Game Changer: TSJ Interviews Pro Golfer Graeme McDowell

 

It’s my first time meeting a real, live golfer. I’m at the Glen Club, way out in Chicago’s greened-over ‘burbs, eating mouthfuls of skewered meats, feeling dorky in my the-closest-I-can-get-to-wearing-golf-apparel duds.

Northern Irish pro golfer, Graeme McDowell, knows exactly how to wear golf clothes that look like normal clothes, and he’s looking dapper in a the-best-of-Tom-Cruise way. He’s sitting back in a boardroom, drinking a couple of glasses of Guinness’  new Black Lager beer (“a refreshing lager for the warmer months”),  after, appropriately enough, a day at the Guinness Black Lager Challenge that capped with him hitting glow-in-the-dark orange balls impressively past some sitting ducks (literally — right over their heads) and into whatever patch of green surrounded by glow-in-the-dark sticks they were supposed to nestle in.

He’s getting prepped for the 2012 US vs. Europe Ryder Cup, which is also being held in Chicago, this year.

So maybe I open with something clever like, “Golf takes all day to play, eh.”

McDowell sympathizes, and he tells me the entire game might actually be getting an overhaul. The game’s revamp has, unfortunately, nothing to do with Frisbees — golf of the future is going the normal kind, with the balls, only faster-paced, McDowell says. It’s going to wrap up in a matter of couple of hours. People are working on this, he tells me in his lilting cadence. ”People are spending millions trying to make sure, golf in various fields can be shortened,” he says.

“For real?” I ask. It sounds dubious.

“Oh, yeah, I’m serious,” he says.

I have to trust the pro. What do I know golf. I just took my first swing today. My first several swings. And I missed the ball every time except the last time, when it putted abismally four feet ahead of me. ”So how fast do people want the game to be, in the golf future?” I ask. I’m thinking fifteen minutes or so would do it.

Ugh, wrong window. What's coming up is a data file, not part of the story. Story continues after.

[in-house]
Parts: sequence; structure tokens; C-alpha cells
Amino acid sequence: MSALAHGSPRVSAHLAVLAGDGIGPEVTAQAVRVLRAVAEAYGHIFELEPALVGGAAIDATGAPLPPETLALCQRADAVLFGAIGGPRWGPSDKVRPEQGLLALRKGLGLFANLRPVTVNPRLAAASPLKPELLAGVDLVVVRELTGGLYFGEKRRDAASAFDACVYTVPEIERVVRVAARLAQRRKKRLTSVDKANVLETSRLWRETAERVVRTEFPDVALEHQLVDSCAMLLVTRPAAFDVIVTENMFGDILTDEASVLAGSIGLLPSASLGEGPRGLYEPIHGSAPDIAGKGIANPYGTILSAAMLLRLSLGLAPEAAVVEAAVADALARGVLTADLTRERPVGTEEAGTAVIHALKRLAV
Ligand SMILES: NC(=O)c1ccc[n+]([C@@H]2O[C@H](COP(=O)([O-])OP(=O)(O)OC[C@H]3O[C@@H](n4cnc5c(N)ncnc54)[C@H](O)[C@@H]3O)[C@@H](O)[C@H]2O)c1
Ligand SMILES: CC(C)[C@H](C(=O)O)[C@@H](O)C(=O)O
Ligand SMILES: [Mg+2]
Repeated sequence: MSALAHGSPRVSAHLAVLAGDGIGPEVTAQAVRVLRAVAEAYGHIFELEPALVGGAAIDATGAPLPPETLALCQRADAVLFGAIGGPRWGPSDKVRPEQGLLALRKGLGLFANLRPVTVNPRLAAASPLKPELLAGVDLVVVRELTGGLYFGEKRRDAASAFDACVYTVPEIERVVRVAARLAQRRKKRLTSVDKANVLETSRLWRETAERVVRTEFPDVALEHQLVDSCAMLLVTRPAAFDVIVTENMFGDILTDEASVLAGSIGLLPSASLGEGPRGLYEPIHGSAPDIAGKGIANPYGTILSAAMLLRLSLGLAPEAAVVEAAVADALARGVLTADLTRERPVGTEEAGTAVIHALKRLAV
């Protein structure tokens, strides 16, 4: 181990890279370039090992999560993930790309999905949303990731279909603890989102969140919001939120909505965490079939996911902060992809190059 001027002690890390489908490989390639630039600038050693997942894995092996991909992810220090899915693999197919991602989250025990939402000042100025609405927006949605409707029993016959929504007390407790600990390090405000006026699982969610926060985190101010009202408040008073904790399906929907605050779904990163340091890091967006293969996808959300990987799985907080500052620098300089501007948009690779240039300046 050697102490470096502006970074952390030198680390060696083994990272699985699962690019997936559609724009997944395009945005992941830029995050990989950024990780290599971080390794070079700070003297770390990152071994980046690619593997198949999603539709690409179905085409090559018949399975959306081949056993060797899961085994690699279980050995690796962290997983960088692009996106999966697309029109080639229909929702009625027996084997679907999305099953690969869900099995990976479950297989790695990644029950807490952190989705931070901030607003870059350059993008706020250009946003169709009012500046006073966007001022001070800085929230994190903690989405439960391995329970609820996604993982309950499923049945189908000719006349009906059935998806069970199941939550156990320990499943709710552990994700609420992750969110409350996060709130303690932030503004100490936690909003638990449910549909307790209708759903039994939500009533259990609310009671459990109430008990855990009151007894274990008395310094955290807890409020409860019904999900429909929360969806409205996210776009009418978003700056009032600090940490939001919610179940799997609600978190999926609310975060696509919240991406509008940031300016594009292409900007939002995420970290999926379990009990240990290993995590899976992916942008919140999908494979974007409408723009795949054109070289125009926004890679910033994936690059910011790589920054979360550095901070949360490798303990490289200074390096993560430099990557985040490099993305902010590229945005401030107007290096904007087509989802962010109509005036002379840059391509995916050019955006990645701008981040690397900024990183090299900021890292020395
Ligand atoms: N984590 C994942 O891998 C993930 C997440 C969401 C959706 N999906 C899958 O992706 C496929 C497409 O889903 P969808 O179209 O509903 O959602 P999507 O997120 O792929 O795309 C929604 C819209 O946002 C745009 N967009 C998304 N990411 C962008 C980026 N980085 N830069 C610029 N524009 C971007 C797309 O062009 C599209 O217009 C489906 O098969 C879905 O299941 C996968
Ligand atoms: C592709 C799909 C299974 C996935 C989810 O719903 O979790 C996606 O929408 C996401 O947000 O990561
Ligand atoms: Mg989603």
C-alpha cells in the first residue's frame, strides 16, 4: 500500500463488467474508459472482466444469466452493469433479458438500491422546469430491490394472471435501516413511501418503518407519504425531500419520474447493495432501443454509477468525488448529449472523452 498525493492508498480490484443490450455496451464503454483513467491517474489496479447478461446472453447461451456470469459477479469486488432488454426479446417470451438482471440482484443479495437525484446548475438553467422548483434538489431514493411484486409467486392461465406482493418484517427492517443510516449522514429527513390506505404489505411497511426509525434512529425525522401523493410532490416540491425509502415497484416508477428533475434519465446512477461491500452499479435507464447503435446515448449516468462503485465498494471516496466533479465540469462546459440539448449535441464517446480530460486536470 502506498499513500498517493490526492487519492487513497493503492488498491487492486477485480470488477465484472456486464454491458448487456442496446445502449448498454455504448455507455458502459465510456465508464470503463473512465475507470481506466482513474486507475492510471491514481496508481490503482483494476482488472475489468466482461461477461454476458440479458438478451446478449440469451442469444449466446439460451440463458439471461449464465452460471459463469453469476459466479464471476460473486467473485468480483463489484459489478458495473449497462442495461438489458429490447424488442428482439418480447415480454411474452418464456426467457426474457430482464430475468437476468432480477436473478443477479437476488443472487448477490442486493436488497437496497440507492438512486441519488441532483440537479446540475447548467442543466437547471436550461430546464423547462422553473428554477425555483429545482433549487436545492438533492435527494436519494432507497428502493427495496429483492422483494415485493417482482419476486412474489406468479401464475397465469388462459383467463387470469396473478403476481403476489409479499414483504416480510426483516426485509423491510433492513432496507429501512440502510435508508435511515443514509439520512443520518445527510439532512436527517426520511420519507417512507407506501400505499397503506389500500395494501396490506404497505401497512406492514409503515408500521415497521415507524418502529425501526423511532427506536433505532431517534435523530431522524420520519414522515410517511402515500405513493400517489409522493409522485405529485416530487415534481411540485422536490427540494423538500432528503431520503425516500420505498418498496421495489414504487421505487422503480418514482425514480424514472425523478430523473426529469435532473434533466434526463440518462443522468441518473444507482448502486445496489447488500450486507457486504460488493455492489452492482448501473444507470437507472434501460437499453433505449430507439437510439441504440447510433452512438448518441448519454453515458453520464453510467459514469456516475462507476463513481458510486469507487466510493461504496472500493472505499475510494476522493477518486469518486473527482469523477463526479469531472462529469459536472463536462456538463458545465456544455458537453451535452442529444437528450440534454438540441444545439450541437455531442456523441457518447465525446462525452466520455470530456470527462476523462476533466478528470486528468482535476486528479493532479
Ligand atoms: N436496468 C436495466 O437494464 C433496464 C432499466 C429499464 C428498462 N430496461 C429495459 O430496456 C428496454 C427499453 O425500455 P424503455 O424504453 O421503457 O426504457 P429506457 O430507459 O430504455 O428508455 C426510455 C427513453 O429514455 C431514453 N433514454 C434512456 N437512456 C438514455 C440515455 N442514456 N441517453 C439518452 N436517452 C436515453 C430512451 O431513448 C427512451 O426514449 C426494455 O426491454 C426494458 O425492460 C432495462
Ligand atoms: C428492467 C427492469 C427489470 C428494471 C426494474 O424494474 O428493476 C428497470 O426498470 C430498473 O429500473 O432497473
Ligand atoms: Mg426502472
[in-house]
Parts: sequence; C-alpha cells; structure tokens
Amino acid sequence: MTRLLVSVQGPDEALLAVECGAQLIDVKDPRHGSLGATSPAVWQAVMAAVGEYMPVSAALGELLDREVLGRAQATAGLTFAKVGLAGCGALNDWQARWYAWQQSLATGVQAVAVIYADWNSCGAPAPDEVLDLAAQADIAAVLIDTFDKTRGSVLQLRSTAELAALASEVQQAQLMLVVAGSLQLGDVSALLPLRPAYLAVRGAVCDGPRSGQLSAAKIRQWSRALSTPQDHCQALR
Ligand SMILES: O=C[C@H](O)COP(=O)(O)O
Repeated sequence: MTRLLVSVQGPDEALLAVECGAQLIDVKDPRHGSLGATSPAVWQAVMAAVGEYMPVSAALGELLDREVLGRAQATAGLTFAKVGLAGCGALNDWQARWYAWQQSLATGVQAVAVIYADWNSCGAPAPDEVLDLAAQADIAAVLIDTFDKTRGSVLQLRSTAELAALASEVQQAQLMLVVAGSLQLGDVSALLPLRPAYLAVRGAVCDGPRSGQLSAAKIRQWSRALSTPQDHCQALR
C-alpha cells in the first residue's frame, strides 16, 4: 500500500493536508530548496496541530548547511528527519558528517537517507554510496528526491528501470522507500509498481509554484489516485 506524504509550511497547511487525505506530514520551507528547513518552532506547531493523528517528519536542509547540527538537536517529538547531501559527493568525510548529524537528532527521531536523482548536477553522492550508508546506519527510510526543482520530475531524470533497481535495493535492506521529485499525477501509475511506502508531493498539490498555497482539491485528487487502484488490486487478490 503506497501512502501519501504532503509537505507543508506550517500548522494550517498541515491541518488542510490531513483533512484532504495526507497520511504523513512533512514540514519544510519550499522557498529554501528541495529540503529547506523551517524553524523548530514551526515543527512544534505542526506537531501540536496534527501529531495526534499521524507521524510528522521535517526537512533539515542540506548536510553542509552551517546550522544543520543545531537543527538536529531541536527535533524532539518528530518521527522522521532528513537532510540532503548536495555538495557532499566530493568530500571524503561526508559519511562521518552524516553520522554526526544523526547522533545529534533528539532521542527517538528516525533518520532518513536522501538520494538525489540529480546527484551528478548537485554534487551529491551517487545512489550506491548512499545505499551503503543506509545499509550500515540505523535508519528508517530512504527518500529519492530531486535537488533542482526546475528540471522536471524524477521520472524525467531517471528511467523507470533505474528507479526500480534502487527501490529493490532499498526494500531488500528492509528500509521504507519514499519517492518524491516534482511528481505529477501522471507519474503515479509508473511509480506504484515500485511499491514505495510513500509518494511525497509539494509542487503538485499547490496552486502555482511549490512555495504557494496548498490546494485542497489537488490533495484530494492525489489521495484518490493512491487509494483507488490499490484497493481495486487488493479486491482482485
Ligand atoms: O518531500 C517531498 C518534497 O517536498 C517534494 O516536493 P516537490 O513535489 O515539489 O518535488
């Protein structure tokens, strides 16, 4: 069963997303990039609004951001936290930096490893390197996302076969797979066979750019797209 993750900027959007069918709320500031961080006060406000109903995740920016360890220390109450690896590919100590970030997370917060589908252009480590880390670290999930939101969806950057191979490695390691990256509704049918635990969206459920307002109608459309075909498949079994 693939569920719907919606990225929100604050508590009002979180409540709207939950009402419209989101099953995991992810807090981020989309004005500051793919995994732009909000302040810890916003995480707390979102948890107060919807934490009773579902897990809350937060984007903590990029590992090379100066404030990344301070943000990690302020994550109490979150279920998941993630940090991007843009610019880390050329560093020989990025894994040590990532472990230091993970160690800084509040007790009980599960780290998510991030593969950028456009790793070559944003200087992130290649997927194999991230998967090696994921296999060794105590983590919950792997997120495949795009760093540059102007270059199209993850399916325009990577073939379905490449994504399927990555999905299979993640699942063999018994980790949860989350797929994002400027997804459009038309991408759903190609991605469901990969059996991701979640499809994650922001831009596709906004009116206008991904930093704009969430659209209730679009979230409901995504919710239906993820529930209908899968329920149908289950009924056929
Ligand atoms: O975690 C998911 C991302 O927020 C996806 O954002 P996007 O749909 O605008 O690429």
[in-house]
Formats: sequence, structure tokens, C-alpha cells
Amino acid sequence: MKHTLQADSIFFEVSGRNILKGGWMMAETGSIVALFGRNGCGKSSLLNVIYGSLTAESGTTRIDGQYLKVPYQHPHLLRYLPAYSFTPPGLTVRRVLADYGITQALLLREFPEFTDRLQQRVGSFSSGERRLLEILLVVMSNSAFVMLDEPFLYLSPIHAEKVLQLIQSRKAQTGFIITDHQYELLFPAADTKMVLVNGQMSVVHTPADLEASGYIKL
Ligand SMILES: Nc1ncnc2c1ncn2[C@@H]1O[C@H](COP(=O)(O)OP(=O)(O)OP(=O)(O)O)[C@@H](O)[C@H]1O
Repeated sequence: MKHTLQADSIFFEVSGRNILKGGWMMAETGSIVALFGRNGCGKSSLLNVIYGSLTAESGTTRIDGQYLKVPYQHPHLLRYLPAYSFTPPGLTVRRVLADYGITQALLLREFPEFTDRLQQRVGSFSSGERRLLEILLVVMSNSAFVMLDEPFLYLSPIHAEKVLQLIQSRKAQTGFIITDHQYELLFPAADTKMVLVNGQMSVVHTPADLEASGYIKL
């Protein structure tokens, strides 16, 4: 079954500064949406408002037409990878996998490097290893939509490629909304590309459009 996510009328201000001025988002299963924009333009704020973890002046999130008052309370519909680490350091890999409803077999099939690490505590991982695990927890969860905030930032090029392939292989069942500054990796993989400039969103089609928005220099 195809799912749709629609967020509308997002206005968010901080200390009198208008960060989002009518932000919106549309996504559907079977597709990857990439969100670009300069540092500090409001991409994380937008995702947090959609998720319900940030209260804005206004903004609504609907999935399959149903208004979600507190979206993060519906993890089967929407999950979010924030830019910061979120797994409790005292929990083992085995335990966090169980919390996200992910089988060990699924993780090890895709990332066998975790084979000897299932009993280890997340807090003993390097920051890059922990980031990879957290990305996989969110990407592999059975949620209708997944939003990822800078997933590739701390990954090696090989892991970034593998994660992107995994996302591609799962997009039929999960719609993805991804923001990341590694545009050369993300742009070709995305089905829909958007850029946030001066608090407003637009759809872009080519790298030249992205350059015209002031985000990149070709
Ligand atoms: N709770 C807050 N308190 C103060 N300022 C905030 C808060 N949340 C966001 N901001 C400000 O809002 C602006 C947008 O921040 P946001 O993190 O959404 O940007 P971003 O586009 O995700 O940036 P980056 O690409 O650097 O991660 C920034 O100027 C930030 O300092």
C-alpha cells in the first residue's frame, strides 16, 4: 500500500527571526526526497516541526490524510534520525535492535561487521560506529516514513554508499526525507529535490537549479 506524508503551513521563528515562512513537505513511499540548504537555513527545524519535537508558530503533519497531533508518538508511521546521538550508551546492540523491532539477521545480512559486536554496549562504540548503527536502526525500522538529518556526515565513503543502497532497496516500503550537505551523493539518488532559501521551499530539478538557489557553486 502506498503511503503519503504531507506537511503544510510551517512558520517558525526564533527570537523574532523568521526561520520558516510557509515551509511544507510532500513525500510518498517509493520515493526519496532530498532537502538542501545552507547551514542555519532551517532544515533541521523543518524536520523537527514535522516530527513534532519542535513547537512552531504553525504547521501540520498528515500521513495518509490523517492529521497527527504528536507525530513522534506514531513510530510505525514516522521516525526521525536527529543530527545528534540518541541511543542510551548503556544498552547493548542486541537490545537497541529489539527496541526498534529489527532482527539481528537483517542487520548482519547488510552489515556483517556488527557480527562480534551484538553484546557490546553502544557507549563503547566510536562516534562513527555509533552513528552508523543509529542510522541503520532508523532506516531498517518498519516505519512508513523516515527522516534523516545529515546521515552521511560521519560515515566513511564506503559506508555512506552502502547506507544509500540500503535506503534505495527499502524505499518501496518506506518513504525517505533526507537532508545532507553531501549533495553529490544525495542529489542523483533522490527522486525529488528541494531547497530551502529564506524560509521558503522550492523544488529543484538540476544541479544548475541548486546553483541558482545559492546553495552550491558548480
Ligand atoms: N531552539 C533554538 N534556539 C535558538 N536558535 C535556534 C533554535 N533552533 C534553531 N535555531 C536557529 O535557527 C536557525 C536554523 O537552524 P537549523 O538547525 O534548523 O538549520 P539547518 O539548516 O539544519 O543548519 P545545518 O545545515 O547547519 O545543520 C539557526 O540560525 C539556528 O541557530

“It’ll be over in a couple of hours,” he answers.

Promising. But – ”wouldn’t the hardcore golfers and fans hate that?”

“True,” McDowell concedes. “Purists are never going to like that. But it’s going to make it more spectator-friendly, more TV-friendly.”

It would definitely make golf more TV-friendly. Those camera pans on pocked a ball rolling, rolling, rolling on the green… I’d rather watch some lady’s hips get all messed up from some kind of jiggaloo plastic surgery procedure. But that’s just me. ”What about the non-pros,” I ask, “the regular people who like to country club it on the weekends? Are they going to be into golf 2.o?”

“Even the amateur golfer who wants to go to their local, municipal golf course, they don’t want to spend six hours out there. They want to spend two or three hours,” McDowell explains. But it’s a very pure game and it’s tough to shorten it, I guess.”

I guess it is.

THE NORTHERN IRISH WINNING STREAK 

Graeme McDowell, born in 1979, doesn’t need any shortcuts — he plays the game just fine the way it is, the way his uncle taught him to play when he was a kid.

McDowell, a professional golfer from Northern Ireland who plays the European and PGA tours, is possibly best known for winning the 2010 U.S. Open at Pebble Beach. McDowell has also represented Ireland at the World Cup, and he’s a recurring member of the Ryder Cup team.

McDowell was the first European in 40 years to snag the U.S. Open. And his win created a cascade of Northern Irish golf successes. ”It’s the belief level,” McDowell explains. “The European tour as an entirety really gained an amazing amount of belief from the 2010 win, and it’s amazing how the floodgates kind of opened. We’ve probably won close to a thousand major championships since then. I think it has a huge amount to do with what I call the purple patch in European golf,” he says.

“Purple patch?” I ask.

“Purple patch,” he answers.

“What does that mean, the purple patch?”

“It means a real special, hot period of golf. And that’s happened in Northern Irish golf. Myself, Rory [McIlroy], Darren [Clarke], Rory again — I mean Rory’s been a phenomenon. He really has. He will continue to be a phenomenon.

“For me, to win the U.S. Open the way I did was a surprise — I wanted to achieve that in my career for sure, but I didn’t think it would come that fast. It’s been a special few years.”

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Watch Graeme McDowell play at this week’s Ryder Cup: RyderCup.com

 

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